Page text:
I was looking at a collection of images of Bloom’s taxonomy today and realized that I wanted a simple but more apt drawing that would capture my beliefs about how the taxonomy relates to learning. I had recently read some interesting thoughts about the fact that the taxonomy was not strictly conceived as a hierarchy:
Bloom et al. discussed at length their decision to apply an Aristotelian categorization method in their taxonomy. The choice was significant, because an Aristotelian method creates distinct, bounded categories ordered by complexity without the hierarchical assumption that higher-level categories always entail instantiation of those lower in the taxonomy (e.g., when evaluating, it is not always necessary to first apply and synthesize). Moreover, Aristotelian categorization emphasizes that these groupings are closely related and difficult to tease apart. . . . however, the division of the taxonomy of educational objectives into classes representing lower order … and higher order thinking … has prevailed in research.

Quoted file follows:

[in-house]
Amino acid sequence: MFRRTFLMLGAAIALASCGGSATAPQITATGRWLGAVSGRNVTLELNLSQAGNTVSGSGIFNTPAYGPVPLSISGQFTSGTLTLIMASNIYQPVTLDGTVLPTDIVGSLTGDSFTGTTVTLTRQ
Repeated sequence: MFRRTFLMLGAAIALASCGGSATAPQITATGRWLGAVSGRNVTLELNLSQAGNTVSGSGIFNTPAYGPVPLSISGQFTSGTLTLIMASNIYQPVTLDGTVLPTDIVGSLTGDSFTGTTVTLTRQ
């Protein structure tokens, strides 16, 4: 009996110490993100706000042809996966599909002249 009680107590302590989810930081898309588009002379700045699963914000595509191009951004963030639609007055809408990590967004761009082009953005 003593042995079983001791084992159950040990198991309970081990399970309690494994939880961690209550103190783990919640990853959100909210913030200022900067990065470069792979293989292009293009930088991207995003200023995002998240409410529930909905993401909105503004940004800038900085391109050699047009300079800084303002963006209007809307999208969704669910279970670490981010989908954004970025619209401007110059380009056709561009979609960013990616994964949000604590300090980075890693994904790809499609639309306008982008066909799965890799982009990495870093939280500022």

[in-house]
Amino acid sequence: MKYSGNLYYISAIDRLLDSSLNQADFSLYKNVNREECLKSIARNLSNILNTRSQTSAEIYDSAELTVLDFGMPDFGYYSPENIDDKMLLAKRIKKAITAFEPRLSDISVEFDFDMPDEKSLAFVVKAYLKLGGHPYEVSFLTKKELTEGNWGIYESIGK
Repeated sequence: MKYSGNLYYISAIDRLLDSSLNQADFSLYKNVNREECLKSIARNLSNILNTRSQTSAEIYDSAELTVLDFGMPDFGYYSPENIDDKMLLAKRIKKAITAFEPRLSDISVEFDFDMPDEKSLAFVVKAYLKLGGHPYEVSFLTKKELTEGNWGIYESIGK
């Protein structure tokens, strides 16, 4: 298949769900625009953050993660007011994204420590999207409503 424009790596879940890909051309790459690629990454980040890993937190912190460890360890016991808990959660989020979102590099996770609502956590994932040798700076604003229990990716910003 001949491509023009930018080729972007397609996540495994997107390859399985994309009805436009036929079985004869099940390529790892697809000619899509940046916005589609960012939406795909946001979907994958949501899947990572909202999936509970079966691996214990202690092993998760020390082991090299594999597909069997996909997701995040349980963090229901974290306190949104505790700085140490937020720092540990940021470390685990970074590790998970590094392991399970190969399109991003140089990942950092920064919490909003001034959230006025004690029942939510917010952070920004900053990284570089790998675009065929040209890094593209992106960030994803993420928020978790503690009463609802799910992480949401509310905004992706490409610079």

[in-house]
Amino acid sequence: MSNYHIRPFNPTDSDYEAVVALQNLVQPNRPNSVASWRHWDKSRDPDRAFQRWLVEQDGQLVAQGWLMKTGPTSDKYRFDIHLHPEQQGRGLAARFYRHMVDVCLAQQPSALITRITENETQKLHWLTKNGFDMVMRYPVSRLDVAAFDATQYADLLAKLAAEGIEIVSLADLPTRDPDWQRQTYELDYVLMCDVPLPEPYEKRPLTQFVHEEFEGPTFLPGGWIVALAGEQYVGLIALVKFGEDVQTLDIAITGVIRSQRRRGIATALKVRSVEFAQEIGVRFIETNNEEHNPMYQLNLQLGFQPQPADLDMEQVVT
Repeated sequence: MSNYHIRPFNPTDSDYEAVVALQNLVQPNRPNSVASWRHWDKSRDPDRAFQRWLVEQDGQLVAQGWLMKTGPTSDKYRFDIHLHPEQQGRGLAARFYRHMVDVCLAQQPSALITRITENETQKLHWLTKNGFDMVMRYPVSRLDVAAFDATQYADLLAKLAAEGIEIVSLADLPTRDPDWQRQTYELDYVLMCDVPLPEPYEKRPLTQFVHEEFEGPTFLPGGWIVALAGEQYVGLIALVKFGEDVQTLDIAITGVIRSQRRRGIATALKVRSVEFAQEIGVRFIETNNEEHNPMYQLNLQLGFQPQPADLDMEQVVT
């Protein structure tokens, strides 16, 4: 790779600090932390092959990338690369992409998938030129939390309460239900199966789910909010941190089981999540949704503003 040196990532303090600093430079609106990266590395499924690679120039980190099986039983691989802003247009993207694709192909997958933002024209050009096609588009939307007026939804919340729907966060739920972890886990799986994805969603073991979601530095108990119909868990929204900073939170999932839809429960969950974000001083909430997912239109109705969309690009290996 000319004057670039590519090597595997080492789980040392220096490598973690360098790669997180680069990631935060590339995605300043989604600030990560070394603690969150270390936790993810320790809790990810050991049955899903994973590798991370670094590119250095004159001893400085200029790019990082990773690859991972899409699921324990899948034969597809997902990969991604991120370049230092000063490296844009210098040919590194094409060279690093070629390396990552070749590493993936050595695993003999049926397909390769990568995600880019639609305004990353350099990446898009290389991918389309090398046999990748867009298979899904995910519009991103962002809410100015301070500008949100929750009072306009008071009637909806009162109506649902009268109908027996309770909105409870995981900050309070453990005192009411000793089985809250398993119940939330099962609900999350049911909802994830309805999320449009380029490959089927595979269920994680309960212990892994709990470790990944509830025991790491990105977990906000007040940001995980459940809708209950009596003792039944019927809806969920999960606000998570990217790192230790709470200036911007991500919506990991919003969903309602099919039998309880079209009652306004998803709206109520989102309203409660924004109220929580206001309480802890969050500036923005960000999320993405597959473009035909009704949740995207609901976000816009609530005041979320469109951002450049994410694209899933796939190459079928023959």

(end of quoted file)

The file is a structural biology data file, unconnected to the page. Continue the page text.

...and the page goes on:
Found at Dangerously Irrelevant by Scott McLeod
What I came up with for myself is this simplified diagram.
This captures more-or-less my thoughts that students can access learning by entering the taxonomy anywhere. Think about the Suzuki method of learning music, where children are not first introduced to the knowledge of the system of reading music, but instead are given the opportunity to create music. Or about Montessori schools where experiential activity that could be called creativity precedes knowledge.